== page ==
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In It To Win It - The Culture Of Dance Competitions


Young dancers build their performance resume mostly by competing in dance competitions. These competitions can range from a low-budget eisteddfod run out of an old hall with five or less competitors per section, to massive international pre-professional and professional scouting recruitments that require multiple rounds of applications and auditions before you can even compete.



The question of ‘should ballet be competitive?’ due to its artistic nature, is an often debated subject. However, not to acknowledge the fact that dancers must be competitive to ‘make it’ in the ballet world is arbitrary. For this reason, it makes sense to allow young dancers a taste of competitiveness and rivalry to better prepare them for what lies ahead in their careers.


But how much is too much when it comes to the idea of motivation by trophies and prizes? To glorify dance by offering extravagant prize money, overseas trips and even sought after scholarships, allows students to believe that they will always be rewarded for their dancing with large prizes, when in fact the pay-off for doing a good job as a professional is far more internal. Dance is a career that needs to be pursued out of passion, not from desire for fame and money. In this regard, dance competitions should perhaps be providing less in the way of prizes, and more in the guidance and development of skillful and humble dancers.



Larger dance competitions have provided an opportunity for multiple directors and teachers to audition dancers together in the one place, rather than asking dancers to fly to numerous cities to audition for each school or company separately. This is also a fantastic networking opportunity for perspective dancers and dance leaders. This environment teaches dancers to act professionally and be respectful of one another while competitively vying for sought after positions. However, the requirements of these competitions often place an extremely high level of expectation and difficulty, which can force young students to work above their level and risk their safety and development.


Performing difficult variations for competitions has both advantages and disadvantages for the progression of young dancers. On the one hand, dancers are building valuable knowledge of dance history, characterisation and difficult technical movement - all of which are vital in advancing to a professional career. But on the other, asking dancers aged between 11-18 to perform choreography that was designed for principal dancers - the most elite dancer in a professional company - places tremendous pressure on them from a physical perspective as their bones and muscles are still very much in the development stage. But also in a mental capacity, as their cognitive function would not yet be at a level where they are able to dissect the difficulty of the movement and interpret the character they are playing compared to a more experienced dancer. Such expectations are unrealistic for most young dancers.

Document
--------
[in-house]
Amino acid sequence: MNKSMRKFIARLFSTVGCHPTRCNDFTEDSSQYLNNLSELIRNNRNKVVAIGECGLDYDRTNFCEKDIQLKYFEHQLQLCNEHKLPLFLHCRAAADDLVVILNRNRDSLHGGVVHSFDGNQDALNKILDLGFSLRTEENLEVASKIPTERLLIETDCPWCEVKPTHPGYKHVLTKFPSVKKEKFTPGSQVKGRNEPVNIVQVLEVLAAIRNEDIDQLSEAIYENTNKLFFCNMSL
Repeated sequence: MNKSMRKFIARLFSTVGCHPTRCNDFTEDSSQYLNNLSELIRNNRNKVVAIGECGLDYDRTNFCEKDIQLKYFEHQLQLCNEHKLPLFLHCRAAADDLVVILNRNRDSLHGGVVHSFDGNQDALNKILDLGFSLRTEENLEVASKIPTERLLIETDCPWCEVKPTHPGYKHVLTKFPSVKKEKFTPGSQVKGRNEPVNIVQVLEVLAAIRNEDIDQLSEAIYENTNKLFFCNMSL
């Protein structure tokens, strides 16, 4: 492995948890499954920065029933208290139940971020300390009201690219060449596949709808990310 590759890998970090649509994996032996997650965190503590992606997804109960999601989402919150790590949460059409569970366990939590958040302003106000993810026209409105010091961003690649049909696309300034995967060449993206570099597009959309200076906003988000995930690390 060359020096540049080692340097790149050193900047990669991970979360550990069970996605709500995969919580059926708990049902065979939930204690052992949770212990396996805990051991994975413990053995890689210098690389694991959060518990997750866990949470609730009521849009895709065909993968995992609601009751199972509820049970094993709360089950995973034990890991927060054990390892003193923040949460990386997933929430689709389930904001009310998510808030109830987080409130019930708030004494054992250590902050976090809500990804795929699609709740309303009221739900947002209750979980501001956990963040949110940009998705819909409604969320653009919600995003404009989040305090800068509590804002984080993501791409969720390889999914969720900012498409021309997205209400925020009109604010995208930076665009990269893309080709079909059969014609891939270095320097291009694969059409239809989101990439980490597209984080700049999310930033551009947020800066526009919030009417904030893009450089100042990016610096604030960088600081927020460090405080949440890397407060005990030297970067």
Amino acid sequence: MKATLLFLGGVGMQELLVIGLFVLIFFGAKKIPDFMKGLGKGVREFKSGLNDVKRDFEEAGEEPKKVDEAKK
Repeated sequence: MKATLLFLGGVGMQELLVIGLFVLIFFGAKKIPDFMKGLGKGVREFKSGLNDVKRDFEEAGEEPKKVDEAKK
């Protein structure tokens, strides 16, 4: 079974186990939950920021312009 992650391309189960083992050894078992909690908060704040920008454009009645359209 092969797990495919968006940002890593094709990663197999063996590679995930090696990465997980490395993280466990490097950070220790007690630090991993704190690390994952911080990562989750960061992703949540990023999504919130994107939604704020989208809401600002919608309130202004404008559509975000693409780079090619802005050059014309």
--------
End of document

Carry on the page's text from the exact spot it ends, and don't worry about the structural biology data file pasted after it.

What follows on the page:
To provide dance students with the best opportunity to succeed, competitions would be far better to foster a culture that encourages a dancer’s development as an artist. Offering a first place to the dancer who best tells a story, connects with the audience, displays a high level of dynamic quality and musical interpretation, as well as demonstrating clean and strong technical ability on par with their age, rather than rewarding the dancer who performs the most difficult ‘tricks’, is a step that dance competitions and dance educators need to take.



Dance schools face a difficult decision when allowing their students to participate in large ballet competitions. The priority of providing solid technical foundation training can often be overlooked by the need to rehearse competition repertoire. While breaking down and perfecting repertoire can develop some skills for dancers, replacing their regular ballet classes with this rehearsal can be detrimental to their progression. However, if dance schools refuse to allow their students to perform in competitions, this threatens the success of the school. Being versatile enough to provide the best of both worlds will prove the most beneficial for ongoing success of studios.



Competitions provide a wonderful platform for dancers to gain performance experience, learn skills in networking and professionalism, build their knowledge of classical repertoire and develop resilience. The dance industry needs now to take responsibility for the competition culture that has developed into a warfare of one-upping each other’s physical ability and placed emphasis on winning prizes. It is the duty of dance leaders to provide young dancers with the best opportunities to develop and progress into what we truly are as dancers - artists.


Emma Cheeseman

April 23rd, 2019

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